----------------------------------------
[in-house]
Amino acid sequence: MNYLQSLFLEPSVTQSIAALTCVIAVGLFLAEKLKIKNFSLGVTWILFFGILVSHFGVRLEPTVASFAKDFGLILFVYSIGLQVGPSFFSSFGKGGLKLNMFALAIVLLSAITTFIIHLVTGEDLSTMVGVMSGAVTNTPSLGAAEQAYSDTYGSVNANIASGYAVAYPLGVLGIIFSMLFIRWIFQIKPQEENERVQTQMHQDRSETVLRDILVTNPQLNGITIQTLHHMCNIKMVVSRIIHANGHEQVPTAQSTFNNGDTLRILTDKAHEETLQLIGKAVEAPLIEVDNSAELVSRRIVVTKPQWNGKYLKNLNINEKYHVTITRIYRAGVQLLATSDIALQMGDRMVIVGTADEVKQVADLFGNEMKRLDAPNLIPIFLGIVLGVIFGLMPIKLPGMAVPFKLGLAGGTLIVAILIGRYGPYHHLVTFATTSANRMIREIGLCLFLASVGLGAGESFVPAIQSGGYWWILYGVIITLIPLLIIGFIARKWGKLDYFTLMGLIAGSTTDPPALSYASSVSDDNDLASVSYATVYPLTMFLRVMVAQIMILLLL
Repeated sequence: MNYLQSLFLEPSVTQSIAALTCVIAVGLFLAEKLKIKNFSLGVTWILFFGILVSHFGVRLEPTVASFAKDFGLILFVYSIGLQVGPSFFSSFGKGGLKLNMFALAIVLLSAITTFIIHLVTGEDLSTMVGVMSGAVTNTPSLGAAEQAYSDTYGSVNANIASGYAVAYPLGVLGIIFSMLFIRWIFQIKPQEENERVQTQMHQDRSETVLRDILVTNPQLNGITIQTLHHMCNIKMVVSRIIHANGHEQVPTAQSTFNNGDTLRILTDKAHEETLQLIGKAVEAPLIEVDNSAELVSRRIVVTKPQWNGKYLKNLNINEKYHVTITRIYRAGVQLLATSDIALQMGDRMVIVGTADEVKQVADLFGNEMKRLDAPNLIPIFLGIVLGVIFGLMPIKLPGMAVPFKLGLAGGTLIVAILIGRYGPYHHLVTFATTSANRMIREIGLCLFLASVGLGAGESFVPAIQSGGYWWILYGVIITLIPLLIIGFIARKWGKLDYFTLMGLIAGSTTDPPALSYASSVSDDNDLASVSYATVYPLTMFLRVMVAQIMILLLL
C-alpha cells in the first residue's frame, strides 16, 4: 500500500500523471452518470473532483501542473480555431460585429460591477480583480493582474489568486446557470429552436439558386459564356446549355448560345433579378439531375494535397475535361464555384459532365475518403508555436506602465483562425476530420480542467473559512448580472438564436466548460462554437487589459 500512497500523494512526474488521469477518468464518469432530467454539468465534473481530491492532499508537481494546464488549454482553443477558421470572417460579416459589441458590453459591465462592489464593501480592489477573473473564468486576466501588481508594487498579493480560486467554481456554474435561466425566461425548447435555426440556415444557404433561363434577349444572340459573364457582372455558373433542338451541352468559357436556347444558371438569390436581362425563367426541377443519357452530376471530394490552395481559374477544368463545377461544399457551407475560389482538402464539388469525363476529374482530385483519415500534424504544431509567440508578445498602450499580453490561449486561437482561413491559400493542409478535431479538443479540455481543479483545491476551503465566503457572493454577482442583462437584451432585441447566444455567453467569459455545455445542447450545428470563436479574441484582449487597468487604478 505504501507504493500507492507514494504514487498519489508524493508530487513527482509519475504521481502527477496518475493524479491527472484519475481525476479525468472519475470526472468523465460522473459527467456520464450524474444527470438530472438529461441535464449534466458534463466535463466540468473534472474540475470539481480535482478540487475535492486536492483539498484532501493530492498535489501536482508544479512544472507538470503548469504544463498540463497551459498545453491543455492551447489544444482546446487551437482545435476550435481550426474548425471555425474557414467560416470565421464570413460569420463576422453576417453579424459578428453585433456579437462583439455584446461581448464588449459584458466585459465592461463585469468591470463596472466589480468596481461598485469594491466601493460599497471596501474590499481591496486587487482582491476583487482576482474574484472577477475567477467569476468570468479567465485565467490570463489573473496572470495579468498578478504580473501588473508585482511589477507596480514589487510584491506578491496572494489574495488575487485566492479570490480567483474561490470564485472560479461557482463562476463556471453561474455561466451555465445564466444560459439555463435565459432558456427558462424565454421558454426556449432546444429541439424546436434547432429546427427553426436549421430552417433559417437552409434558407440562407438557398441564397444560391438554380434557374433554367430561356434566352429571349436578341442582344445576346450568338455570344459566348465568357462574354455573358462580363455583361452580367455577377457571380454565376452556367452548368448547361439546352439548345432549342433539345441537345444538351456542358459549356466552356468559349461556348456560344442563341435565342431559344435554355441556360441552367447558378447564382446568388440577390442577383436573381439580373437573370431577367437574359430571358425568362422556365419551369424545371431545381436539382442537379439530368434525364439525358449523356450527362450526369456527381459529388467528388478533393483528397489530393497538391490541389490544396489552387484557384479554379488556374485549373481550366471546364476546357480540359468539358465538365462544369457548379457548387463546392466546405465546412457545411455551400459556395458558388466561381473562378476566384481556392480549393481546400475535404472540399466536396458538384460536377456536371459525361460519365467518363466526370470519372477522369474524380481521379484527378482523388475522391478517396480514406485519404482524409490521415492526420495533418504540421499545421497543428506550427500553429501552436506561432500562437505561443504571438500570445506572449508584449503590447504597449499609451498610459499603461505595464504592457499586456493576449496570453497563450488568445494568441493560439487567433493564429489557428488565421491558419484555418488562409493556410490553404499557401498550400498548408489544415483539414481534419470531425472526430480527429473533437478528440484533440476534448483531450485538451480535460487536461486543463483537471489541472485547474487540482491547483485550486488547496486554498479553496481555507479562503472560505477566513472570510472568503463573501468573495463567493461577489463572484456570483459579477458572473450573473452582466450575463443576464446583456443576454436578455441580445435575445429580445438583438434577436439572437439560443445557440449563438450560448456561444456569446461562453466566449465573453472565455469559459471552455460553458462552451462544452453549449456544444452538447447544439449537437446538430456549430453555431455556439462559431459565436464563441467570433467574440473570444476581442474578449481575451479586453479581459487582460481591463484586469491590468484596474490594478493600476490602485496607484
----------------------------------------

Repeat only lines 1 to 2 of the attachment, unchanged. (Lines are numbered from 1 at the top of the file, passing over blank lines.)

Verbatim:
[in-house]
Amino acid sequence: MNYLQSLFLEPSVTQSIAALTCVIAVGLFLAEKLKIKNFSLGVTWILFFGILVSHFGVRLEPTVASFAKDFGLILFVYSIGLQVGPSFFSSFGKGGLKLNMFALAIVLLSAITTFIIHLVTGEDLSTMVGVMSGAVTNTPSLGAAEQAYSDTYGSVNANIASGYAVAYPLGVLGIIFSMLFIRWIFQIKPQEENERVQTQMHQDRSETVLRDILVTNPQLNGITIQTLHHMCNIKMVVSRIIHANGHEQVPTAQSTFNNGDTLRILTDKAHEETLQLIGKAVEAPLIEVDNSAELVSRRIVVTKPQWNGKYLKNLNINEKYHVTITRIYRAGVQLLATSDIALQMGDRMVIVGTADEVKQVADLFGNEMKRLDAPNLIPIFLGIVLGVIFGLMPIKLPGMAVPFKLGLAGGTLIVAILIGRYGPYHHLVTFATTSANRMIREIGLCLFLASVGLGAGESFVPAIQSGGYWWILYGVIITLIPLLIIGFIARKWGKLDYFTLMGLIAGSTTDPPALSYASSVSDDNDLASVSYATVYPLTMFLRVMVAQIMILLLL